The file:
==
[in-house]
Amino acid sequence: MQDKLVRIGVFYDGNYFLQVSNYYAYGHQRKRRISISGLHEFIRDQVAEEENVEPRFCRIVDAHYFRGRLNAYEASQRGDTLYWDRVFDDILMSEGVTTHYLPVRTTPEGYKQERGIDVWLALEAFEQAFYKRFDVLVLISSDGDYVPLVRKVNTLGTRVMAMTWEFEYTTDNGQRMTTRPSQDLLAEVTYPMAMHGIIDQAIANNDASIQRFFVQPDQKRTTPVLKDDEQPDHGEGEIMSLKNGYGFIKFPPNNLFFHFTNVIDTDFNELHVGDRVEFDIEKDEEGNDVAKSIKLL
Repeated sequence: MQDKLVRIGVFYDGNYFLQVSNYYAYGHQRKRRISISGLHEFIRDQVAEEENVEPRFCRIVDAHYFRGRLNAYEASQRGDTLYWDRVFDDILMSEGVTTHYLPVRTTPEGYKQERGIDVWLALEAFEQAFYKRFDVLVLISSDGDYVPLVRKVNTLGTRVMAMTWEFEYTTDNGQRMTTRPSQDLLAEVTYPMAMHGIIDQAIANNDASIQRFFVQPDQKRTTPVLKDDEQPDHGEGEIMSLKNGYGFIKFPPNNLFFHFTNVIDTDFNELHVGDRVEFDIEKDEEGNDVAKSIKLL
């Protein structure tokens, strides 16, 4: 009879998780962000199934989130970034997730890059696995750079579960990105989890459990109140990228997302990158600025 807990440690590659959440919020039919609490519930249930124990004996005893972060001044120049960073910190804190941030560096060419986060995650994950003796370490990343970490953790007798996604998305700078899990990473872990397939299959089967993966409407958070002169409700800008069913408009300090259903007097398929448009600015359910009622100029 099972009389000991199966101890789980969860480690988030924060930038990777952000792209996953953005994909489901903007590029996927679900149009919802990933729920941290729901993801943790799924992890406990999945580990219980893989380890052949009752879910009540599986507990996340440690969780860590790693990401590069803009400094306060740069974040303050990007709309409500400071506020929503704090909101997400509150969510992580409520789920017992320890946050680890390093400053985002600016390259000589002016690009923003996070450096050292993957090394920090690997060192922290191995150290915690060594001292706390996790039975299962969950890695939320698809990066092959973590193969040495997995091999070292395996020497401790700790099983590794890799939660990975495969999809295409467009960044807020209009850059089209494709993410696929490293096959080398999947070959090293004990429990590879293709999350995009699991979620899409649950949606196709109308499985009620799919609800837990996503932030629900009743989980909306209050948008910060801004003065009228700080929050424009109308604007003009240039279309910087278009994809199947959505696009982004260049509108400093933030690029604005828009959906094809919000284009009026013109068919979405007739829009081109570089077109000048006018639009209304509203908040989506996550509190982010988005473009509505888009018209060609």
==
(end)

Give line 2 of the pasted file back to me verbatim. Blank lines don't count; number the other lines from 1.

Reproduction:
Amino acid sequence: MQDKLVRIGVFYDGNYFLQVSNYYAYGHQRKRRISISGLHEFIRDQVAEEENVEPRFCRIVDAHYFRGRLNAYEASQRGDTLYWDRVFDDILMSEGVTTHYLPVRTTPEGYKQERGIDVWLALEAFEQAFYKRFDVLVLISSDGDYVPLVRKVNTLGTRVMAMTWEFEYTTDNGQRMTTRPSQDLLAEVTYPMAMHGIIDQAIANNDASIQRFFVQPDQKRTTPVLKDDEQPDHGEGEIMSLKNGYGFIKFPPNNLFFHFTNVIDTDFNELHVGDRVEFDIEKDEEGNDVAKSIKLL